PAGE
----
A.I. Artificial Intelligence (2001): A Film by Steven Spielberg
by Carson Lund
Frankly, A.I. possesses qualities of the termite and the elephant: on the one hand, there is the haphazard, messy presentation in service of a scatterbrained script that bursts with potentially intriguing ideas and on the other, there is the superficial slickness, the empty-headed spectacle, and the ultimately watered-down substance. The tension makes for an experience that is profoundly aggravating during the fact and somewhat of a growing curiosity after. The aggravation met its pinnacle for me in the much-discussed "double ending" of the film, in which Spielberg almost concludes with a succinct and affecting summation of the film's thematic preoccupations only to burst into an outrageously didactic and less satisfying coda. One of the most revelatory images in all of Spielberg's career is that of David in his sunken futuristic cargo staring straight ahead at a glowing blue fairy while trapped inside a Coney Island Ferris wheel. Not only is it visually thrilling but it also presents a rather penetrating and accurate insight into the state of the human race: we are constantly looking ahead to our goals, believing in the unreachable, and even if we are trapped in a fundamental way, unable to fully enlighten ourselves, it doesn't make the experience of searching any less fulfilling. Never mind Spielberg's irksome tendency to dilute the simple power of his images in this scene (David's stuffed bear sidekick's reiteration of "we're trapped") and in the scene directly prior (William Hurt's spelling out of this very philosophy) - this is thoughtful filmmaking at a blockbuster level.
Escapism as Art: Steven Spielberg's Duel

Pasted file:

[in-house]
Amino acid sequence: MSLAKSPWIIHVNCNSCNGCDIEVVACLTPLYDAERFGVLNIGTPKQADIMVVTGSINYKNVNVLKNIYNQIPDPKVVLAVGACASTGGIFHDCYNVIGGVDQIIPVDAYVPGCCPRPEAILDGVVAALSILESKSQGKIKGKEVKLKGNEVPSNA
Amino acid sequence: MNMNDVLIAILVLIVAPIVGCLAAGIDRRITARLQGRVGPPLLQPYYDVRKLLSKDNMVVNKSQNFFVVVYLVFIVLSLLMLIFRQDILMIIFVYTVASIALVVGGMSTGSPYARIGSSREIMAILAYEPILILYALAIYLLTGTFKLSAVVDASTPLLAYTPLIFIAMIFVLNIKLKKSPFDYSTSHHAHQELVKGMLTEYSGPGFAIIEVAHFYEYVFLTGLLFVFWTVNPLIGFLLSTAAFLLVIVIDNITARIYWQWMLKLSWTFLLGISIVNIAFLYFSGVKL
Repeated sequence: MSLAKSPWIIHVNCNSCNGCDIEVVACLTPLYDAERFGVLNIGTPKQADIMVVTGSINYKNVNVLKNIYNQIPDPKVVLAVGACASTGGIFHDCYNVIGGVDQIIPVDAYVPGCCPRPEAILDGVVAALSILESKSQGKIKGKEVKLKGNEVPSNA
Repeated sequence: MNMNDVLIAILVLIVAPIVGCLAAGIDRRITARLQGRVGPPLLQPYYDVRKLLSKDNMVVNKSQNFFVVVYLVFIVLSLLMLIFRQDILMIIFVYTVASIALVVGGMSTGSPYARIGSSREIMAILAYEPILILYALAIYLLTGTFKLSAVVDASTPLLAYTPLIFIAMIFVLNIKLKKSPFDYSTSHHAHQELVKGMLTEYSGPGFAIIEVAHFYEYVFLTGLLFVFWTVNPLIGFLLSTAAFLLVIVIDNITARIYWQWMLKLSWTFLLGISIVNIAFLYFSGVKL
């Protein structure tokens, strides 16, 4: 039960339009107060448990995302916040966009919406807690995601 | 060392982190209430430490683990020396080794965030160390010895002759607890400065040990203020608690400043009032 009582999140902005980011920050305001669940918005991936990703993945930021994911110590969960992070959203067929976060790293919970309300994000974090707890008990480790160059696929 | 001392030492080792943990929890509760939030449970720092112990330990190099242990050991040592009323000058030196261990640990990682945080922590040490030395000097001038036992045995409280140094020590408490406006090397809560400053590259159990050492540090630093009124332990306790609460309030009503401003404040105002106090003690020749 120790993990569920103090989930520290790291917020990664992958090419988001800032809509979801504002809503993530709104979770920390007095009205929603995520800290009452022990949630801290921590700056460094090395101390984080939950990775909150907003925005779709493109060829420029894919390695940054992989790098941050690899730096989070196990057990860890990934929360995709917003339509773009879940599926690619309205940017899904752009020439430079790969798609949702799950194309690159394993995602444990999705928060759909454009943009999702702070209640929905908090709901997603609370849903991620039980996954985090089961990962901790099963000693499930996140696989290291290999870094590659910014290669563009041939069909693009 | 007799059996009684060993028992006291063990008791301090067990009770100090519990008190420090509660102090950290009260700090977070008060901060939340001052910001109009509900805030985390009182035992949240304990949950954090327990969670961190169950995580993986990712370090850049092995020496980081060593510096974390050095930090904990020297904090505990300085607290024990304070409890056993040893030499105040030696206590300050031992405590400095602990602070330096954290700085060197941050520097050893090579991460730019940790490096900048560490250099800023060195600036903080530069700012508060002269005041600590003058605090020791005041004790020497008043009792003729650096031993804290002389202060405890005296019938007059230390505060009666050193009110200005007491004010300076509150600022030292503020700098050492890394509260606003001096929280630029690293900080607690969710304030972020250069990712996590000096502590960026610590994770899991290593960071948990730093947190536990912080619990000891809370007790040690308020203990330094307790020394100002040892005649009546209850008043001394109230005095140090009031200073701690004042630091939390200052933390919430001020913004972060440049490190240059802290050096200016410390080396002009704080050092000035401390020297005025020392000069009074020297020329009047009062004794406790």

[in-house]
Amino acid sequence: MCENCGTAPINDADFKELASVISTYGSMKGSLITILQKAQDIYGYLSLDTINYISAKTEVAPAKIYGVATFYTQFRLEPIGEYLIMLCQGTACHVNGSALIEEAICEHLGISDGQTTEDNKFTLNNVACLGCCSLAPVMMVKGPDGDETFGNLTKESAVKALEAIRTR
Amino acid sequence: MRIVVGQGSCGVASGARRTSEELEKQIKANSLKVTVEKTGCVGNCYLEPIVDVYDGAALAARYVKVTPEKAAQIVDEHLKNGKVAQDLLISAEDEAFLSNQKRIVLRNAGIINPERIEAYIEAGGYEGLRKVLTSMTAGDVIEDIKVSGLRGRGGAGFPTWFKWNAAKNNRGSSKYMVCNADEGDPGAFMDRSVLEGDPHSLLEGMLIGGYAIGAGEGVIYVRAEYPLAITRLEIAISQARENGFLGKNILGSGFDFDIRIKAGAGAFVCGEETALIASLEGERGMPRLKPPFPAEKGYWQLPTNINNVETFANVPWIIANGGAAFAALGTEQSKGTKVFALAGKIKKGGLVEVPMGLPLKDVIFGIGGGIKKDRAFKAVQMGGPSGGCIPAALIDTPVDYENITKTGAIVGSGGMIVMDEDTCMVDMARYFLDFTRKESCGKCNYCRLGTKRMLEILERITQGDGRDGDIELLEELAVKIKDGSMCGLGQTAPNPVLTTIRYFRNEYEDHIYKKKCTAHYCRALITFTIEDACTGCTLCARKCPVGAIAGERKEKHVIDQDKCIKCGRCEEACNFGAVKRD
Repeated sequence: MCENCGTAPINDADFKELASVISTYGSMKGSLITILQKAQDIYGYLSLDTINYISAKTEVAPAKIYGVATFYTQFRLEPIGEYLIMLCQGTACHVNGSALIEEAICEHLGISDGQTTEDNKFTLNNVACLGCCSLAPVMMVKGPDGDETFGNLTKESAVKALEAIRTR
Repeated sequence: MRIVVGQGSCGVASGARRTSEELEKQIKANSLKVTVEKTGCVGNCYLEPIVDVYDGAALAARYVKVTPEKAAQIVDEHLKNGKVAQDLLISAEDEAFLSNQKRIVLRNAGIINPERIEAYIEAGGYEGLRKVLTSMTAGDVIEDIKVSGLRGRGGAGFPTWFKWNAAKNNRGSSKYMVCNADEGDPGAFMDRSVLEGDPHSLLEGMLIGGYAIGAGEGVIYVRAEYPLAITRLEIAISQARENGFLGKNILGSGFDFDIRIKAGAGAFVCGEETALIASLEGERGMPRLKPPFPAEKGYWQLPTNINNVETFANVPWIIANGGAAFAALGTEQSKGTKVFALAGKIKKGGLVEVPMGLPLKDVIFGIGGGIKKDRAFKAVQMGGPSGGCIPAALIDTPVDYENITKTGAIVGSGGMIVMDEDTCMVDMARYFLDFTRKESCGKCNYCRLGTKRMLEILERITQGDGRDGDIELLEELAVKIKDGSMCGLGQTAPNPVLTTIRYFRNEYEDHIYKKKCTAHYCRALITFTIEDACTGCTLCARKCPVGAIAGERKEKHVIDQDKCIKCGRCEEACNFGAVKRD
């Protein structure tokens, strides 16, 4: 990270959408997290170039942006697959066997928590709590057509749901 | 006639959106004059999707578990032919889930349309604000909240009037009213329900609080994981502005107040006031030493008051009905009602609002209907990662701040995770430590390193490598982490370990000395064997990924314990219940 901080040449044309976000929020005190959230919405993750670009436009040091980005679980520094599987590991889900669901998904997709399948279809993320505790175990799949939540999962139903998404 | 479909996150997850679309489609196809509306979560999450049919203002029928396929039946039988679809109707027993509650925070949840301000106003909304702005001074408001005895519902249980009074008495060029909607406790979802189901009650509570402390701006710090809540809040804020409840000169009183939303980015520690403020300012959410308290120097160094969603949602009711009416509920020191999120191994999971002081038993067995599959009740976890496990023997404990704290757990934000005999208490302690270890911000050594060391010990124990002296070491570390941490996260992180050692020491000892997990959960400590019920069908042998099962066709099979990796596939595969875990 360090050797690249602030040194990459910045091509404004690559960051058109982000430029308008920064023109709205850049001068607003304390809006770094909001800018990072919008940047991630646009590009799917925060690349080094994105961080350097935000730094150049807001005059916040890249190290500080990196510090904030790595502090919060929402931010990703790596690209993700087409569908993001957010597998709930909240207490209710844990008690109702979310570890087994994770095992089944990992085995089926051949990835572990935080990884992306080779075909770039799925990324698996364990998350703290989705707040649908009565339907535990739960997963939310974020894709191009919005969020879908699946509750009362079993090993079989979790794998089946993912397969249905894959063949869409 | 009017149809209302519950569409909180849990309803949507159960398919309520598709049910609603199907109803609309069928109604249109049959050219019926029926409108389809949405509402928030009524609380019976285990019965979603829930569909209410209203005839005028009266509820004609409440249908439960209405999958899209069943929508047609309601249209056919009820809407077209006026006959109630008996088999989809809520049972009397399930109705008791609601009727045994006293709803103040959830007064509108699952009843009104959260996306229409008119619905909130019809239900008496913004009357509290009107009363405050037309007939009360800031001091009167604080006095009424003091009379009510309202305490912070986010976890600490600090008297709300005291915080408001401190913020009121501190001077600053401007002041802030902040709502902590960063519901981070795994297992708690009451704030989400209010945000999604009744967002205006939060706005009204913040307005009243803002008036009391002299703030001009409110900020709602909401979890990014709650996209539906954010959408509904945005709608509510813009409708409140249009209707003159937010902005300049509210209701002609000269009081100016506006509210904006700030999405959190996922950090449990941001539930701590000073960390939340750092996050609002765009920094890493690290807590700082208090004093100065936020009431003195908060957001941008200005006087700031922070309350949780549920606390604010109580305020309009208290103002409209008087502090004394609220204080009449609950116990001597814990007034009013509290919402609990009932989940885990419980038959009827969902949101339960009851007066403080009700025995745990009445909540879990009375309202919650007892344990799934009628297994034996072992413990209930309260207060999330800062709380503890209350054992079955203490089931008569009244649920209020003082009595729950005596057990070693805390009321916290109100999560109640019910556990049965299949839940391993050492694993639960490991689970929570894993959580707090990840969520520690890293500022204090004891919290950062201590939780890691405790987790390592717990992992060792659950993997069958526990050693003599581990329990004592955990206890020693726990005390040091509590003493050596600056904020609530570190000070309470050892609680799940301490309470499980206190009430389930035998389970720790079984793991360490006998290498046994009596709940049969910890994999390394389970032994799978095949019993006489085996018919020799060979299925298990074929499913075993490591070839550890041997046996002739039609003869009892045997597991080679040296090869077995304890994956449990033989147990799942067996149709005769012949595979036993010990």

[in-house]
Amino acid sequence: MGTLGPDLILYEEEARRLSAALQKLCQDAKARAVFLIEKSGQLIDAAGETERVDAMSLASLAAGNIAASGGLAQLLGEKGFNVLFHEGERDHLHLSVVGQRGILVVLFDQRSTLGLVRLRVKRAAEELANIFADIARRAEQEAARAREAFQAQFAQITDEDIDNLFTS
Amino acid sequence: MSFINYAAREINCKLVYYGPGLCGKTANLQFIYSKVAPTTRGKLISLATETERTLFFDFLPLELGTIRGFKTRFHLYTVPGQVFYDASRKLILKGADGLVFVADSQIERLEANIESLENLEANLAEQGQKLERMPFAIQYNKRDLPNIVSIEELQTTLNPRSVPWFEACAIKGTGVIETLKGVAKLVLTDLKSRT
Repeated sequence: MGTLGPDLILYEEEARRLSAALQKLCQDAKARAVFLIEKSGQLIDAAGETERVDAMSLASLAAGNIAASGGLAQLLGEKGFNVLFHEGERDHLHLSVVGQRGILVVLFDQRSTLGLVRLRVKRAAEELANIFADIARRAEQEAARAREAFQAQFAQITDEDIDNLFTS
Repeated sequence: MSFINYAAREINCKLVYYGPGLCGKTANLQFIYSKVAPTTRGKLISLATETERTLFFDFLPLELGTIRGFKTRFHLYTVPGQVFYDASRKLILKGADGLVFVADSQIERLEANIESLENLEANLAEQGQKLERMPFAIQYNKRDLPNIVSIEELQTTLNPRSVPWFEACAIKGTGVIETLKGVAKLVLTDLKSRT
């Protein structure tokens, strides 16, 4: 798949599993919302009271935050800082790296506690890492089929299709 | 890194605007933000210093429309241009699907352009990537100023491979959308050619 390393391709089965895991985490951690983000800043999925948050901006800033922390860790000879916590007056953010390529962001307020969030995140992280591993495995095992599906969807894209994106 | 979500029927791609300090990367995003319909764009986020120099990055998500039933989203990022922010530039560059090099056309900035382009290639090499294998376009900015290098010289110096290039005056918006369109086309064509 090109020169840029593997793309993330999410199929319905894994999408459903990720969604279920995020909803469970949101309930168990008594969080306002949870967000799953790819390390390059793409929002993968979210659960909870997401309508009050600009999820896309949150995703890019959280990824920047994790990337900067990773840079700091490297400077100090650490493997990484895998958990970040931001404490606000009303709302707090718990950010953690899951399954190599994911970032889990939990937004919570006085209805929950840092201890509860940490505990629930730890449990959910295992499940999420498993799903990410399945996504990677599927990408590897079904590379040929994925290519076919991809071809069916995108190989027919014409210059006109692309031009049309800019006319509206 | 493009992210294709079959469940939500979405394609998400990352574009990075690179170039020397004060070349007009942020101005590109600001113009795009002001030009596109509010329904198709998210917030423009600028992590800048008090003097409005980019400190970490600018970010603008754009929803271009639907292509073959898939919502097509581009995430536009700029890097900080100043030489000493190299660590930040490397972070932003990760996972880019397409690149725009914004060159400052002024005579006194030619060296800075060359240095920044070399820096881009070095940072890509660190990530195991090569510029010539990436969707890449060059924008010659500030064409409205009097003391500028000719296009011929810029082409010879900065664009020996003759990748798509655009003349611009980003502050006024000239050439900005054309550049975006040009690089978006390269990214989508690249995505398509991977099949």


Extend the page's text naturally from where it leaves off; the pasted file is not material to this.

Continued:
by Eric Kohn
Close Encounters of the Third Kind
by Ratnakar Sadasyula
In sharp contrast to other alien movies, which generally depicted them as nasty, scheming monsters, Spielberg actually breaks ground here by showing them as friendly and of course he takes it further in E.T. by showing the bonding between an alien and a young boy. Actually in a way the fascination for UFO’s and aliens, is a reflection of average American paranoia. During the cold war it was of course those Russians. So this constant fear of the other, could be Russians/Germans/Japs, some how explains the plethora of literature and movies dealing with aliens attacking planet Earth. Of course the extreme manifestation of this paranoia could be seen in movies like Independence Day. James Cameron again attempted a similar theme of human-alien bonding, in The Abyss, but there it went a bit deeper, with the aliens warning Earth of destruction, if the arms race was not stopped.
Something Evil vs. Duel
by Simon Abrams
If you compare Something Evil, an obscure, made-for-tv Rosemary's Baby knockoff Steven Spielberg directed in 1972, with Duel, his more well-known 1971 TV movie about a man menaced by a killer truck, you'll see how far the artist regressed over the course of a year. While it's easy to blame writer Robert Clouse's weak screenplay for Something Evil's shortcomings, Richard Matheson's script for Duel could have just as easily automatically sank the project beneath the pretension of it macho premise. The key difference between the two films is their subject matter: Something Evil is about a mother's fears of losing influence over her children while Duel is essentially about gay panic inspired by a traumatic car accident (or at least, the film's comparatively more interesting first half is). Though I readily admit that I could be making something out of nothing here, the fact remains: Spielberg has never successfully made a movie centered around a woman's world. The absent father figure is a staple of his cinema because his movies are typically about men struggling to regain their agency. No dad means no manly influence, which means a lot more in Spielberg's world than you might suspect at first glance.
Loving and Hating My Idol
by Fei Meng
Unlike most or all of the other contributors to this blogathon, I identify myself as a filmmaker. No, I'm not a professional yet, but having gone through film school and directed a number of shorts myself, I can at least offer the perspective of a filmmaker. The hardcore technical aspects of the craft are irrelevant to the discussion; what I wish to relate is what I think about Spielberg as a fellow artist of cinema and what he means to me in that context. For me, loving and hating Spielberg is not so much about the movies themselves as it is about about what he represents as an artist.
Memories of Jurassic Park
by Rob Humanick
Sad that it's ending today... but all good things must end. Many thanks to all those who contributed to the blogathon, advertised it, and read the pieces during what is the busiest time of the year for all of us, no less. We couldn't have done it without you.
Happy New Year, everyone. Much love.